The second railway was the Bawtry to Haxey railway line, which had originally been proposed as the Tickhill Light Railway in 1901. However, that scheme foundered, and when the Great Northern Railway built it, the link to Tickhill was omitted. The ambitions for it to be a major route for the transport of coal were replaced by it being little more than an agricultural siding, usually known as the Misson Branch. The line was a little under 8 miles (13 km) long, with a goods depot at Misson, and opened on 12 August 1912. At some point prior to 1923, much of the line to the east of Misson was lifted, and there are stories that the materials were shipped to France during the First World War, but no hard documentary evidence to prove it. There was a private siding at the goods station, for Yorkshire Amalgamated Products, and another private siding to the west of the village centre, serving William Oates's sand quarry.
The branch became part of the London and North Eastern Railway in 1923, and a speed limit of 25 miles per hour (40 km/h) was enforced. By 1960 this had been reduced to 15 miles per hour (24 km/h). There were several ungated level crossings between Bawtry and Misson, and only Station Road at Misson had the benefit of gates. Drivers were told to slow down to 10 miles per hour (16 km/h) at them, and to be prepared to stop if necessary. Misson had a simple loop line, and Squires says that this usually meant that the train, which had arrived with the engine at the front, would be propelled back to Bawtry, with the engine at the rear. However, the 1964 map shows a much longer loop to the north of the tracks as well as the short loop to the south. Prior to the nationalisation of the railways in 1948, agricultural and sand traffic was sufficient that two return trips were made on most days, but by the 1960s, trains were operated "as required" and were fairly infrequent. Soon afterwards, the line slipped into oblivion, and even the date of its closure is uncertain, with some sources quoting 7 December 1964, and others 1 April 1965. In May 1966, the Eastern Ragion of British Railways produced a plan of parts of the line, when they were about to sell 2 miles 77 chains (4.8 km) of it to Nottinghamshire Crop Driers of Misson.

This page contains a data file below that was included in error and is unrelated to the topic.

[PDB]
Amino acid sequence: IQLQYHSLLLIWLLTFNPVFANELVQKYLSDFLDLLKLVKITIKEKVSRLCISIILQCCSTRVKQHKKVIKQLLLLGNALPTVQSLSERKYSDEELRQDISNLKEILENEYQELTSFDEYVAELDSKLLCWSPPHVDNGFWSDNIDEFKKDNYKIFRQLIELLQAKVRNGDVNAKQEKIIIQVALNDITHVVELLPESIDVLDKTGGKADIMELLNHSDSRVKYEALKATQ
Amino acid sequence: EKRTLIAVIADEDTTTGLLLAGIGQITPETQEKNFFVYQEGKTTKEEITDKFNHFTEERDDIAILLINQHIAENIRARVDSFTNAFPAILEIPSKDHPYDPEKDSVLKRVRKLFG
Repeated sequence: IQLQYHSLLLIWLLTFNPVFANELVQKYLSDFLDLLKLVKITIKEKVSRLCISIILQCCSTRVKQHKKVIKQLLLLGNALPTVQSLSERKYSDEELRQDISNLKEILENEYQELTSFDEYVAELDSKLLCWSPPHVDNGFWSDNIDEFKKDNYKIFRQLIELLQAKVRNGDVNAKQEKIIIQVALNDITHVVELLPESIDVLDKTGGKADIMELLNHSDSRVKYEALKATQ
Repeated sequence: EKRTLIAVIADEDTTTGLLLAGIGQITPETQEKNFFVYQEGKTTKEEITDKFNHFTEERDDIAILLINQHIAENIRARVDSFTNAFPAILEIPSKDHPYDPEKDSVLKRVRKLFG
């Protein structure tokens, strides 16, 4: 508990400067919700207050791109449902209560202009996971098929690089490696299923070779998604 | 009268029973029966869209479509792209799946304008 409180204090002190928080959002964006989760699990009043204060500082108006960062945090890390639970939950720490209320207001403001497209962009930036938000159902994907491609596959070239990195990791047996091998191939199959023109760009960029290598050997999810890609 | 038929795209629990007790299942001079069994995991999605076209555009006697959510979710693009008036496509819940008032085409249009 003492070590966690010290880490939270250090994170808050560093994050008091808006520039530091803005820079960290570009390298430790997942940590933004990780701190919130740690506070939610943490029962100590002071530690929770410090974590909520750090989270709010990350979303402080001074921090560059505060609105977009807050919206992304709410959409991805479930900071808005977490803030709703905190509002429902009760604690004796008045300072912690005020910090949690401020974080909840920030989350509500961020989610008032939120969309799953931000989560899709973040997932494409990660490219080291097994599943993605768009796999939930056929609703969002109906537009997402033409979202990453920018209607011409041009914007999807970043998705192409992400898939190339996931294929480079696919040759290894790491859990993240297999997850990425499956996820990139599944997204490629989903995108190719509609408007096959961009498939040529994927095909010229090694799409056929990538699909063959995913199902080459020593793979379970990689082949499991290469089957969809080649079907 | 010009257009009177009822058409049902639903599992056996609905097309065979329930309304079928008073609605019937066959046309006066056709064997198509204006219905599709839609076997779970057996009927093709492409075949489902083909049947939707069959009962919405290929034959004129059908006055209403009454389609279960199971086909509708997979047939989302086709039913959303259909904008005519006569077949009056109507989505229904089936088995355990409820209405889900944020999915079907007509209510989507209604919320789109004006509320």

- Barnett, A L (1984). The Railways of the South Yorkshire Coalfield from 1880. Railway Correspondence And Travel Society. ISBN 978-0-901115-58-4.CS1 maint: ref=harv (link)
- CAAMS (September 2017). "Misson Conservation Area Appraisal & Management Plan" (PDF). Bassetlaw District Council. Archived (PDF) from the original on 16 January 2020.CS1 maint: ref=harv (link)
- Cory, Vernon (1985). Hatfield and Axholme – An Historical Review. Providence Press. ISBN 978-0-903803-15-1.CS1 maint: ref=harv (link)
- Gibson, Walcot (1913). The concealed coalfield of Yorkshire and Nottinghamshire. His Majesty's Stationery Office.CS1 maint: ref=harv (link)
- Skempton, Sir Alec; et al. (2002). A Biographical Dictionary of Civil Engineers in Great Britain and Ireland: Vol 1: 1500 to 1830. Thomas Telford. ISBN 978-0-7277-2939-2.CS1 maint: ref=harv (link)